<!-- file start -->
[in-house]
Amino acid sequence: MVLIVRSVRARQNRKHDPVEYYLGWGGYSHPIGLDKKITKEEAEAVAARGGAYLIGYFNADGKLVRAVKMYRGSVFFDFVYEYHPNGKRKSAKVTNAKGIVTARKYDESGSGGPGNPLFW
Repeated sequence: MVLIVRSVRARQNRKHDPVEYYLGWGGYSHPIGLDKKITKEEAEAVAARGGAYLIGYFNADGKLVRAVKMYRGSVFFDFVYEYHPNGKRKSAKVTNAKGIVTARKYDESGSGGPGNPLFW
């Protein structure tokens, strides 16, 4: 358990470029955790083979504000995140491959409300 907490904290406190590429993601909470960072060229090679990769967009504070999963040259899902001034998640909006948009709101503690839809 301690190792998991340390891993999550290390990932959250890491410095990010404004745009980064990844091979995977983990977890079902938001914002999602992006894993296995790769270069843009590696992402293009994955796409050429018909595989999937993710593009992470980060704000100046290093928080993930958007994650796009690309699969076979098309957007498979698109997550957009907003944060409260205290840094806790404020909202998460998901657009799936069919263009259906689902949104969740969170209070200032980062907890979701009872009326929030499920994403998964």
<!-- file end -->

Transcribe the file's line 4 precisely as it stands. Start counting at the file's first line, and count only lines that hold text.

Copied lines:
């Protein structure tokens, strides 16, 4: 358990470029955790083979504000995140491959409300 907490904290406190590429993601909470960072060229090679990769967009504070999963040259899902001034998640909006948009709101503690839809 301690190792998991340390891993999550290390990932959250890491410095990010404004745009980064990844091979995977983990977890079902938001914002999602992006894993296995790769270069843009590696992402293009994955796409050429018909595989999937993710593009992470980060704000100046290093928080993930958007994650796009690309699969076979098309957007498979698109997550957009907003944060409260205290840094806790404020909202998460998901657009799936069919263009259906689902949104969740969170209070200032980062907890979701009872009326929030499920994403998964």